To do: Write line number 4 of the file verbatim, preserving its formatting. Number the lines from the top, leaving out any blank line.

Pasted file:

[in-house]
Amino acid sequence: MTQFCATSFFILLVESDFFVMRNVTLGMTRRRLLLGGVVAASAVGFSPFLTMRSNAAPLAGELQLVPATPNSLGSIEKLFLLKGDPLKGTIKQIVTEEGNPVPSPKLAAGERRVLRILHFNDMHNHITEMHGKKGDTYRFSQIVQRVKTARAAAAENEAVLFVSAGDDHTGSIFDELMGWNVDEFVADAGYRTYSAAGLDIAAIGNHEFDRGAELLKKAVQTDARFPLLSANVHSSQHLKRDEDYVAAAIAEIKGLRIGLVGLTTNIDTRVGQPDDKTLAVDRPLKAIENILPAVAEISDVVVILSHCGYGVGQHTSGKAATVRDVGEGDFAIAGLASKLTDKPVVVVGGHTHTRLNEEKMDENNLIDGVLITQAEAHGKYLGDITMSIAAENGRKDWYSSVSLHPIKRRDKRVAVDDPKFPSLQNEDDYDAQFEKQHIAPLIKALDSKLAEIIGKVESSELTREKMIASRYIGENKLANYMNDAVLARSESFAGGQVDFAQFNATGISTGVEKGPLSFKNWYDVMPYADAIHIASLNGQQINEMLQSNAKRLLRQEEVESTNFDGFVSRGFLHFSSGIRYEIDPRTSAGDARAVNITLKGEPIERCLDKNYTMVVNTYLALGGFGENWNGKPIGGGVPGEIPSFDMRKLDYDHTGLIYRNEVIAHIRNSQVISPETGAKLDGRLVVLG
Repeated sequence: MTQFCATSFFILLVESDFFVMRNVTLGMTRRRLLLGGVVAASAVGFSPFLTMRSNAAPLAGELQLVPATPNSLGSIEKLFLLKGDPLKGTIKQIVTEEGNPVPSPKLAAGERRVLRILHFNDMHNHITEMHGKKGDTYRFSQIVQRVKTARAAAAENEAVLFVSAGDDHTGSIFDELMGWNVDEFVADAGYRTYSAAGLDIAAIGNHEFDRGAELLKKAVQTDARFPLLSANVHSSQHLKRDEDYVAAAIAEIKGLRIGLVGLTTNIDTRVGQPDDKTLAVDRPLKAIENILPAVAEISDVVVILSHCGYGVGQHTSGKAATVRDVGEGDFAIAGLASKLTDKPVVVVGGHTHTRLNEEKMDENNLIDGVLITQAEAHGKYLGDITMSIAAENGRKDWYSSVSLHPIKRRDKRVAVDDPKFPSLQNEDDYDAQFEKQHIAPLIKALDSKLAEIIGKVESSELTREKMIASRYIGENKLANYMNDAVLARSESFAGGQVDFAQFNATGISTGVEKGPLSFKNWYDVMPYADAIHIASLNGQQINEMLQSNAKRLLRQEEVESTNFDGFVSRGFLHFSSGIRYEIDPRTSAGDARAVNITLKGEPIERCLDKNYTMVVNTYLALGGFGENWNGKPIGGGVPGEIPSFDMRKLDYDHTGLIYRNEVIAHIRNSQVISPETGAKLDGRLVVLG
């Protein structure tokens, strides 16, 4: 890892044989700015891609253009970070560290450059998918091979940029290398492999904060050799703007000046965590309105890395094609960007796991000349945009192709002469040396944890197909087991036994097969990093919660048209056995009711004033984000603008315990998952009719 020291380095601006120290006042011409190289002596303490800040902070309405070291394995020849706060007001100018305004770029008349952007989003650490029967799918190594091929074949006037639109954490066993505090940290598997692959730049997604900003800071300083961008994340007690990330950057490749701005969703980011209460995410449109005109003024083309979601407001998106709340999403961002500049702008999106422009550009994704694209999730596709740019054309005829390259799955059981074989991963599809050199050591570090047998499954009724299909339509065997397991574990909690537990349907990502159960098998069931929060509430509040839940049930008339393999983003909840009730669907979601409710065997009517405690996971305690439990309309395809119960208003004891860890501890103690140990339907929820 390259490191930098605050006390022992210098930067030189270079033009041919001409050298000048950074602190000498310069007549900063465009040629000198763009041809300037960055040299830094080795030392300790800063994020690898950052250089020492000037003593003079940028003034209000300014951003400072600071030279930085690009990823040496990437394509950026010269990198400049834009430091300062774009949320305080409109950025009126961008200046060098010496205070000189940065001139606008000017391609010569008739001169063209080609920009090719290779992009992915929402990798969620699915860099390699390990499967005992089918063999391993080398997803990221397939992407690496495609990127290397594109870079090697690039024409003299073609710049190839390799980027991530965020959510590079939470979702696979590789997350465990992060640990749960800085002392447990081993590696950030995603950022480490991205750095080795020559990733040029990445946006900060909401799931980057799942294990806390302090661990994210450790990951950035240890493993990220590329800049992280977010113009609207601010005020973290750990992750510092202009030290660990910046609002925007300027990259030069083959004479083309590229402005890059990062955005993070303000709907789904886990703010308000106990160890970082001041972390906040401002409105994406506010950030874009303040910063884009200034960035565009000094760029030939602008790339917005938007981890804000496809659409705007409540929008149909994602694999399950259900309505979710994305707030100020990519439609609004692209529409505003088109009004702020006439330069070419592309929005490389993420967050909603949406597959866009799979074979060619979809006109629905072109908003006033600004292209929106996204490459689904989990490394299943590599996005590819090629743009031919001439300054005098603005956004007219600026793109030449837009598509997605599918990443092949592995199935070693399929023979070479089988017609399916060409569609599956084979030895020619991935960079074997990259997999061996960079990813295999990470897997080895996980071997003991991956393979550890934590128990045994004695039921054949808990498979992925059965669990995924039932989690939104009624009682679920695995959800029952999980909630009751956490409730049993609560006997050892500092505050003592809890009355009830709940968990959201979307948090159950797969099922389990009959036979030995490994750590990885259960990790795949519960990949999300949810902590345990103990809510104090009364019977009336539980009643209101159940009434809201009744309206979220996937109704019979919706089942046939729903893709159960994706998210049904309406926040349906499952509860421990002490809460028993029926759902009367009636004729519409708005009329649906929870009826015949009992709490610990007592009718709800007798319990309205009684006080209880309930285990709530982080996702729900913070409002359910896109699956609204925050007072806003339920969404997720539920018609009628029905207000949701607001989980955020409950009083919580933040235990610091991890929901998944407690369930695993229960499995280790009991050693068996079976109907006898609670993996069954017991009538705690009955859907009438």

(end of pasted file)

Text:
């Protein structure tokens, strides 16, 4: 890892044989700015891609253009970070560290450059998918091979940029290398492999904060050799703007000046965590309105890395094609960007796991000349945009192709002469040396944890197909087991036994097969990093919660048209056995009711004033984000603008315990998952009719 020291380095601006120290006042011409190289002596303490800040902070309405070291394995020849706060007001100018305004770029008349952007989003650490029967799918190594091929074949006037639109954490066993505090940290598997692959730049997604900003800071300083961008994340007690990330950057490749701005969703980011209460995410449109005109003024083309979601407001998106709340999403961002500049702008999106422009550009994704694209999730596709740019054309005829390259799955059981074989991963599809050199050591570090047998499954009724299909339509065997397991574990909690537990349907990502159960098998069931929060509430509040839940049930008339393999983003909840009730669907979601409710065997009517405690996971305690439990309309395809119960208003004891860890501890103690140990339907929820 390259490191930098605050006390022992210098930067030189270079033009041919001409050298000048950074602190000498310069007549900063465009040629000198763009041809300037960055040299830094080795030392300790800063994020690898950052250089020492000037003593003079940028003034209000300014951003400072600071030279930085690009990823040496990437394509950026010269990198400049834009430091300062774009949320305080409109950025009126961008200046060098010496205070000189940065001139606008000017391609010569008739001169063209080609920009090719290779992009992915929402990798969620699915860099390699390990499967005992089918063999391993080398997803990221397939992407690496495609990127290397594109870079090697690039024409003299073609710049190839390799980027991530965020959510590079939470979702696979590789997350465990992060640990749960800085002392447990081993590696950030995603950022480490991205750095080795020559990733040029990445946006900060909401799931980057799942294990806390302090661990994210450790990951950035240890493993990220590329800049992280977010113009609207601010005020973290750990992750510092202009030290660990910046609002925007300027990259030069083959004479083309590229402005890059990062955005993070303000709907789904886990703010308000106990160890970082001041972390906040401002409105994406506010950030874009303040910063884009200034960035565009000094760029030939602008790339917005938007981890804000496809659409705007409540929008149909994602694999399950259900309505979710994305707030100020990519439609609004692209529409505003088109009004702020006439330069070419592309929005490389993420967050909603949406597959866009799979074979060619979809006109629905072109908003006033600004292209929106996204490459689904989990490394299943590599996005590819090629743009031919001439300054005098603005956004007219600026793109030449837009598509997605599918990443092949592995199935070693399929023979070479089988017609399916060409569609599956084979030895020619991935960079074997990259997999061996960079990813295999990470897997080895996980071997003991991956393979550890934590128990045994004695039921054949808990498979992925059965669990995924039932989690939104009624009682679920695995959800029952999980909630009751956490409730049993609560006997050892500092505050003592809890009355009830709940968990959201979307948090159950797969099922389990009959036979030995490994750590990885259960990790795949519960990949999300949810902590345990103990809510104090009364019977009336539980009643209101159940009434809201009744309206979220996937109704019979919706089942046939729903893709159960994706998210049904309406926040349906499952509860421990002490809460028993029926759902009367009636004729519409708005009329649906929870009826015949009992709490610990007592009718709800007798319990309205009684006080209880309930285990709530982080996702729900913070409002359910896109699956609204925050007072806003339920969404997720539920018609009628029905207000949701607001989980955020409950009083919580933040235990610091991890929901998944407690369930695993229960499995280790009991050693068996079976109907006898609670993996069954017991009538705690009955859907009438």